Austria, and Other Privacy Related News in January 2008
Quite a few things happened this month in regard to privacy. I highly recommend the [url=http://berlin.ccc.de/~24c3_torrents/24c3-2382-de-tor.mkv.torrent]24C3 Conference Talk about Tor[/url] to all german readers. Tor allows oppressed citizens of censoring countries such as China and the USA (see below) to bypass filters and surf anonymously, but only with your support (see “related links”). It is not yet clear whether german Tor nodes will be required to log IP data next year as a result of the new data retention law passed in December, which will effectively kill most of them (the amount of data collected over a period of 6 months will be several terabytes). The Chaos Computer Club argues that Tor and similar anonymity services cannot be seen as communication providers and thus are not affected by the law, the Arbeitskreis Vorratsdatenspeicherung isn’t so sure about that. We’ll see.
One month after Austria has passed a new controversial security law (Sicherheitspolizeigesetz) which allows police to access provider data (including cellphone location and IPs) without the consent of a judge, the left wing party [i]Die Grünen[/i] set up a video/blogging platform to monitor Home Secretary Günther Platter, [url=http://www.platterwatch.at/]PlatterWatch[/url]. More importantly, they published a draft form of Viennas police, which in it’s current form allows up to 30 queries at once and supports police officers with clearly illegal requests, for example for IMSI information. The party argues that with the responsibility to decide if a request is legal in the hands of the provider – who might be faced with hundreds of requests – this will certainly lead to abuse.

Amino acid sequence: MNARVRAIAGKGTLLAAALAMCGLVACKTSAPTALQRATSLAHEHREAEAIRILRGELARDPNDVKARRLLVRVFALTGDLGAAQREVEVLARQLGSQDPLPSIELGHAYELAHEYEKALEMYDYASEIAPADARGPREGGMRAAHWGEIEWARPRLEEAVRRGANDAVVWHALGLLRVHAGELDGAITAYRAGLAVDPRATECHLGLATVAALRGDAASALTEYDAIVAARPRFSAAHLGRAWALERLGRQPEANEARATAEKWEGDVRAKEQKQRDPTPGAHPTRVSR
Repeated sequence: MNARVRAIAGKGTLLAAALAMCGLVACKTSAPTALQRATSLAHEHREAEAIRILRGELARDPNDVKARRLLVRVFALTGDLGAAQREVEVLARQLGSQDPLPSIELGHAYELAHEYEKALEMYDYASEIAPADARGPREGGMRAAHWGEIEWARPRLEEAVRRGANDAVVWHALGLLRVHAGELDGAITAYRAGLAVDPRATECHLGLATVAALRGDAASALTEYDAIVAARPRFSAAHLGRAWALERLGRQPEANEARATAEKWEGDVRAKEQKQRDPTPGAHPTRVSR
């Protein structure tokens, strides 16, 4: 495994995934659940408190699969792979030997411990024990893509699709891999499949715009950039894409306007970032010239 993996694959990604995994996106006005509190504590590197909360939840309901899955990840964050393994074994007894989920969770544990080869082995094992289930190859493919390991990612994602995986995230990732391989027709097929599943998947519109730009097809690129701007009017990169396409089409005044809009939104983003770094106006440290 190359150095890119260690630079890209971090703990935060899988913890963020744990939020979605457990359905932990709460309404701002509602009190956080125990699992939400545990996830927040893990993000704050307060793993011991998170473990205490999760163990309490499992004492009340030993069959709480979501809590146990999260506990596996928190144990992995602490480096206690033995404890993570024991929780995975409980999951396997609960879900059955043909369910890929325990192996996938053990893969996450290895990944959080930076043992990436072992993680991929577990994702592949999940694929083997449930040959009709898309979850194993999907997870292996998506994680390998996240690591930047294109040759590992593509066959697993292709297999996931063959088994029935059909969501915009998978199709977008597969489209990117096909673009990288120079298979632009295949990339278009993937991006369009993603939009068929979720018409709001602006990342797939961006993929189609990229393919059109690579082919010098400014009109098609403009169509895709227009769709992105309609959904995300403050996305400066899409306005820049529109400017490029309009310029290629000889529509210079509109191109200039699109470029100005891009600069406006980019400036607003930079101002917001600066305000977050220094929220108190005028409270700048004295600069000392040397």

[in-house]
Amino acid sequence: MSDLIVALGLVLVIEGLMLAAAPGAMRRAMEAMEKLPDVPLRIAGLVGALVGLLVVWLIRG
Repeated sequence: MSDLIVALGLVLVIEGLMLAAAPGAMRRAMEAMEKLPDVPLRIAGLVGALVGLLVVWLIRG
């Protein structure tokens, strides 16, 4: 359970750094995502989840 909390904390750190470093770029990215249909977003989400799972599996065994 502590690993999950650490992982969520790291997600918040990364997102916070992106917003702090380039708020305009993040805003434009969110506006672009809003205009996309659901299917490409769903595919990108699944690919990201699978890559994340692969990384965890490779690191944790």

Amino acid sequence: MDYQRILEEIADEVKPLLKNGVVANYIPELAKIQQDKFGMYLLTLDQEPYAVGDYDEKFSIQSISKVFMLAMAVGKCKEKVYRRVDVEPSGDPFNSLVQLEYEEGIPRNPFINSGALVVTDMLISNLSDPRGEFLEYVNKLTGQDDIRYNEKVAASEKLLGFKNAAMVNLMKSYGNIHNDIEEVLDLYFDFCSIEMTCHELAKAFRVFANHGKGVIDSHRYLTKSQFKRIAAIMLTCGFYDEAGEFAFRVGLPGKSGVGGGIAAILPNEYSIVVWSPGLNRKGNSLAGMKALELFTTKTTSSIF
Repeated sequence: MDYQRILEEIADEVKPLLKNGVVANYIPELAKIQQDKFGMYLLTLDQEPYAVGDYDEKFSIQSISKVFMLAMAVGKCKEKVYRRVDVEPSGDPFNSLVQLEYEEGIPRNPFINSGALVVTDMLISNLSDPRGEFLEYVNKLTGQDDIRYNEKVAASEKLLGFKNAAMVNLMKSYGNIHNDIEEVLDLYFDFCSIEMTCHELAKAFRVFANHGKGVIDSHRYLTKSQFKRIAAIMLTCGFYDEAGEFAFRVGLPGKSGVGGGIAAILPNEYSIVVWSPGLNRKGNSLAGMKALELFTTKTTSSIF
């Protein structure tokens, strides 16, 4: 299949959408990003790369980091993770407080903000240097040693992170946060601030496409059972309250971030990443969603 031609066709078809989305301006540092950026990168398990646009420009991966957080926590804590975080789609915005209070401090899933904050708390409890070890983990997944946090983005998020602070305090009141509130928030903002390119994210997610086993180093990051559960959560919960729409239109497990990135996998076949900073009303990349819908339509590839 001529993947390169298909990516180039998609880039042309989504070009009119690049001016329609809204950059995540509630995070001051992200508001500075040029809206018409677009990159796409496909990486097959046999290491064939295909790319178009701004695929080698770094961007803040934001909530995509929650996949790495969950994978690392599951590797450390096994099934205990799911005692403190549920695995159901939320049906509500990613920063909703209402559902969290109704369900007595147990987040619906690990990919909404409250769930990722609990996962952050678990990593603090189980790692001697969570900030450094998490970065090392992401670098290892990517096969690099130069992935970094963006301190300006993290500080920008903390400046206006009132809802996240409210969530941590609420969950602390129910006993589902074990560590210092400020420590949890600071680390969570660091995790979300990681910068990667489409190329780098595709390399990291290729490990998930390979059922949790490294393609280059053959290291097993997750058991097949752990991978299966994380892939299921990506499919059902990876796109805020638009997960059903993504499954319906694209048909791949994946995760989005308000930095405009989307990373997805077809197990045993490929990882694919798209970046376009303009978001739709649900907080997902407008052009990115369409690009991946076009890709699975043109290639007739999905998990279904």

Video surveillance is another hot topic in Austria at the moment. While many attorneys state that more than 100.000 video cameras are currently being operated without legal grounds, the Ministry of Transport plans to monitor highways and automatically detect car types and license plates in one central police database. Also, federal government is looking into “suitable legal foundations for public video surveillance by individuals”.
On a side node: AT&T is [url=http://bits.blogs.nytimes.com/2008/01/08/att-and-other-isps-may-be-getting-ready-to-filter/]preparing to filter internet content[/url] for copyright violations.
I have cited a few more privacy related news from Heise Newsticker in the german version of this article for all german readers.